Sorry for rambling again, but hopefully that answers the questions? Of course if there's anything else you'd like to know ask away and thanks for reading at all, wasn't expecting such a nice amount of responses!

#13 Posted by ptys (2030 posts) -

@trueheresy: I had a pretty challenging time of it in my early twenties, struggled with relationship issues with family, friends and females mostly my doing, but I kind dealt with it internally becoming somewhat of a loner, which worked for me. So I guess I'm one of the cynics who judge whether people who say "I have depression" really have a disorder or they're just being a cop out. Its like the old "food poisoning" excuse that people use all the time. I'm 33 and never in my life (touch wood) have I had food poisoning but there's always that chick at work or guy in the sports team that get it every other week? Personally I believe depression is a thing but I think it relates more to our current state of mind being victims of so many brainwashing and manipulation techniques on the internet and TV. We're being exposed to so much in such a sudden way most just aren't prepared for it, I think even the "Jones's" are struggling nowadays. Thanks for your post, personally I'd recommend any who is starting to feel anxious and insecure about the outside world, get out of your comfort zone. Do the things that make you nervous and it does help see over the fog, its all just smoke and mirrors on the internet.

#14 Posted by alwaysbebombing (1827 posts) -

I understand what you're talking about duder. Unfortunately, I have type I manic-depressive disorder and OCD as well. While my OCD compulsions/rituals don't have to do with 100%ing a game, I do have the "problem" of being over-emotional or too deeply connect to characters/stories to the point where I will just be out of commission, wrought with depression after a game ends for at least a week. But you know, it really is possible to have an illness and live the life you want. I used to be unable to work, or connect with anyone. Now I run a decently successful business. I realize I'm rambling, because mental illness is hard to articulate, but what I am saying is. I know what you're going through, you're not alone.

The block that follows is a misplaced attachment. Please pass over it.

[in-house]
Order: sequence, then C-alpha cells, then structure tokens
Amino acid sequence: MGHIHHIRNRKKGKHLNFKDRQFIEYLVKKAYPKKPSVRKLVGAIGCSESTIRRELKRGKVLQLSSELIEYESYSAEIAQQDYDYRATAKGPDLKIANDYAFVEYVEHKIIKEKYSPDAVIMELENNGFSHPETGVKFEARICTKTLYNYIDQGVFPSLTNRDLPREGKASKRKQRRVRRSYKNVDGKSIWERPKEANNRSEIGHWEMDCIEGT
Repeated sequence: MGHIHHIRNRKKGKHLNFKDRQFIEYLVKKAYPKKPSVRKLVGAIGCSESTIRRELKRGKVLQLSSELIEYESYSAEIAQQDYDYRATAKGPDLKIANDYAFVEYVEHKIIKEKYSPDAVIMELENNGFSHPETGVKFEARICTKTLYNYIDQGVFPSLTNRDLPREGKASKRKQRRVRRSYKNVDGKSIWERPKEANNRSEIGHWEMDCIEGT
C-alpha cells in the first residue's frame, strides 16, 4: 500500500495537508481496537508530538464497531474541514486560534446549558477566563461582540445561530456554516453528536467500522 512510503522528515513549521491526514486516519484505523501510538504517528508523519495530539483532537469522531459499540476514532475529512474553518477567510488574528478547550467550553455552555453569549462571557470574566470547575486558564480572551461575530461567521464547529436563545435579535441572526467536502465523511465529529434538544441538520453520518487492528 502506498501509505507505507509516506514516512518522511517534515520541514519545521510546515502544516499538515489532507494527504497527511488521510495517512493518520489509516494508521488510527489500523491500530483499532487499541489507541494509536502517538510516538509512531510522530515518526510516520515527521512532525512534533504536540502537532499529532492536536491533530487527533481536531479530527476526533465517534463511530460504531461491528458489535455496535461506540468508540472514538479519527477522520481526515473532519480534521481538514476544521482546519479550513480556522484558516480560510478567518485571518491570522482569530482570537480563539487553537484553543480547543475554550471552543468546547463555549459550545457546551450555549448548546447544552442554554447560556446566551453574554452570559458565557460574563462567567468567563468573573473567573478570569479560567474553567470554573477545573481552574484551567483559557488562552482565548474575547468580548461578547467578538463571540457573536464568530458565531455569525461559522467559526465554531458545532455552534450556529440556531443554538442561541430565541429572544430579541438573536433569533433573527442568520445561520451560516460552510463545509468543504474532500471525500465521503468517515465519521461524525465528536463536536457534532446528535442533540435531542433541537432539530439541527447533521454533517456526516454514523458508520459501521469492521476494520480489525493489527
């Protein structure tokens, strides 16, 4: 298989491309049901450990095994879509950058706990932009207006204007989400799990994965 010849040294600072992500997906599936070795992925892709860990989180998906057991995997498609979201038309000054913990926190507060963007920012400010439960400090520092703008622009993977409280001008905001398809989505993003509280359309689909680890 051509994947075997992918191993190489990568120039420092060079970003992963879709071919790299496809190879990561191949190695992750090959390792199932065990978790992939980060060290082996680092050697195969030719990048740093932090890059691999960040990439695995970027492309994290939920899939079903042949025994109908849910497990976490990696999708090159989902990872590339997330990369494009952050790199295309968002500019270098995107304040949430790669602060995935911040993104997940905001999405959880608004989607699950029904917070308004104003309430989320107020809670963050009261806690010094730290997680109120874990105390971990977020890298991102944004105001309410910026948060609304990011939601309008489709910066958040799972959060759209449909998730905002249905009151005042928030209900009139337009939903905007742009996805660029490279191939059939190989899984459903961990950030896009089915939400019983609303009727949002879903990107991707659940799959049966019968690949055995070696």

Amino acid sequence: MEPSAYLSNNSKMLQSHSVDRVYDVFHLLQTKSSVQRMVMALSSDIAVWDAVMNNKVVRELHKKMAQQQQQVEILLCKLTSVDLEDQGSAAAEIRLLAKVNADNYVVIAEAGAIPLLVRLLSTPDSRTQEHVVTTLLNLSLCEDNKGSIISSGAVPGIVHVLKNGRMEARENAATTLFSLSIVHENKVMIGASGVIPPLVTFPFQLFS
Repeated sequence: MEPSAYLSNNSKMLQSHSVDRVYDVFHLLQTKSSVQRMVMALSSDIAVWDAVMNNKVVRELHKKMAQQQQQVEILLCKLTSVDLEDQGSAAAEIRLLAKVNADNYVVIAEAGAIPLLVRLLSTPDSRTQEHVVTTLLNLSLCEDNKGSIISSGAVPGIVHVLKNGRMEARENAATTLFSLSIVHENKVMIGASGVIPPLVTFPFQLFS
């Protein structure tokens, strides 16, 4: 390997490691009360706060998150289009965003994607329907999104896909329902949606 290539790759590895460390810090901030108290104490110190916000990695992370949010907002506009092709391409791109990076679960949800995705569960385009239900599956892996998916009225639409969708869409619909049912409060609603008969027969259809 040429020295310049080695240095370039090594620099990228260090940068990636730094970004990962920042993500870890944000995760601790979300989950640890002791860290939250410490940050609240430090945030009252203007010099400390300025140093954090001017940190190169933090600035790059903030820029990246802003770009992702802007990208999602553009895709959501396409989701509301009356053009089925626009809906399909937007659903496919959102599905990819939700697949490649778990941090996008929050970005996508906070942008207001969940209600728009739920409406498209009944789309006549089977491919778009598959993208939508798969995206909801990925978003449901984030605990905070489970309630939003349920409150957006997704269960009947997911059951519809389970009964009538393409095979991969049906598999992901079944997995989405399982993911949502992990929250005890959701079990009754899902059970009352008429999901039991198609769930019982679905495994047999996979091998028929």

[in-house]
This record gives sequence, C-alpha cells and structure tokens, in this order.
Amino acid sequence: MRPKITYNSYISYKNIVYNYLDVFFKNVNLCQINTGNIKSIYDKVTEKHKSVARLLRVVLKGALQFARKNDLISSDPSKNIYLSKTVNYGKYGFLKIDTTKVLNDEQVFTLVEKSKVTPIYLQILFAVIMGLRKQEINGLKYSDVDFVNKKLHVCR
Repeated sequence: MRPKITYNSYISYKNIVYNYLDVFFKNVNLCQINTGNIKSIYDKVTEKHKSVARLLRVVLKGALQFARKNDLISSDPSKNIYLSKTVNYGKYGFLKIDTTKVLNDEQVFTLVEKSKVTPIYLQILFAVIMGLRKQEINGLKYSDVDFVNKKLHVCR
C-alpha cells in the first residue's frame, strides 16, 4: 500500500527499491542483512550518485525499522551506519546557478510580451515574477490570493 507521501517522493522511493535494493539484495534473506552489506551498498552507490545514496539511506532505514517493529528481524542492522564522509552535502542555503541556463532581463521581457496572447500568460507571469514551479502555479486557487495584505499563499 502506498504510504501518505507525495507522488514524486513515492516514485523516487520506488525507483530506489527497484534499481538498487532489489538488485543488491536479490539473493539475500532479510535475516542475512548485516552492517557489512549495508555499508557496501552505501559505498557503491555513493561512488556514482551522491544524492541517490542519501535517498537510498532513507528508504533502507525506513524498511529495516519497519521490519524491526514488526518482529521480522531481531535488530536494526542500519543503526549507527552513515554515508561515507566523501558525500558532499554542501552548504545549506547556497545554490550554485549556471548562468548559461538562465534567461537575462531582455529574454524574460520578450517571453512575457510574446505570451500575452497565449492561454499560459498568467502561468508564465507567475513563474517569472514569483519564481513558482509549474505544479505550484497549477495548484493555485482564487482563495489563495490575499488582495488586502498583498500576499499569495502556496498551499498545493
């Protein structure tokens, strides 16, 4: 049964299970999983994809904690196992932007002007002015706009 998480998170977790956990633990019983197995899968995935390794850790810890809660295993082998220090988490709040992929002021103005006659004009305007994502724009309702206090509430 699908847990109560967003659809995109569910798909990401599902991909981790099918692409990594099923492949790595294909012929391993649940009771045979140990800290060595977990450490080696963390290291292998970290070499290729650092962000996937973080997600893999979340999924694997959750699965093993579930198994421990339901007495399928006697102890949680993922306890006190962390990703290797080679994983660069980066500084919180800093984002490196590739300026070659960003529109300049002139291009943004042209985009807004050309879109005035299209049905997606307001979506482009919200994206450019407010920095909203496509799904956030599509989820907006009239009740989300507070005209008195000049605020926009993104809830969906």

#15 Posted by spraynardtatum (4038 posts) -

@trueheresy: So, in Dark Souls, how did you make sure not to get obsessed?

#16 Edited by hunterob (153 posts) -

I've been living with depression for a couple years now. Just started on medication last week, though it hasn't improved much - especially when it comes to getting out of bed.

@alwaysbebombing said:

I understand what you're talking about duder. Unfortunately, I have type I manic-depressive disorder and OCD as well. While my OCD compulsions/rituals don't have to do with 100%ing a game, I do have the "problem" of being over-emotional or too deeply connect to characters/stories to the point where I will just be out of commission, wrought with depression after a game ends for at least a week.

I feel like this is how it manifests for me as well. I've never been diagnosed with OCD, but I definitely have repetitive behaviors that interfere with my daily life. When living by myself in a dorm, at the height of it, I got too emotionally involved with Symphony of the Night and the whole Castlevania series. I had to know everything about the characters and the backstory behind it all. I would check wiki pages, play all the games in the franchise I possibly could on the systems I had. That and the whole Ghosts'n Goblins series, including all the spinoff shit with like Demon's Crest and Maximo. I guess I related to the gothic themes in a weird way to my depression, and then also in a nostalgic way to my childhood.

I'm drawn to games with bleak sort of atmospheres... I think because of my depression. I get really immersed in 3D games when they have that, and that's probably why I remember parts of games like Fallout 3 like they're my own memories; and I'll play them until it becomes daytime without noticing. I got really into Demon's Souls for that, but for some reason Dark Souls didn't really click for me, even though it should have by the same logic.

For those that haven't seen it, Danny O'Dwyer did an excellent mini-documentary on a small group of people and the relationship between their depression and video games: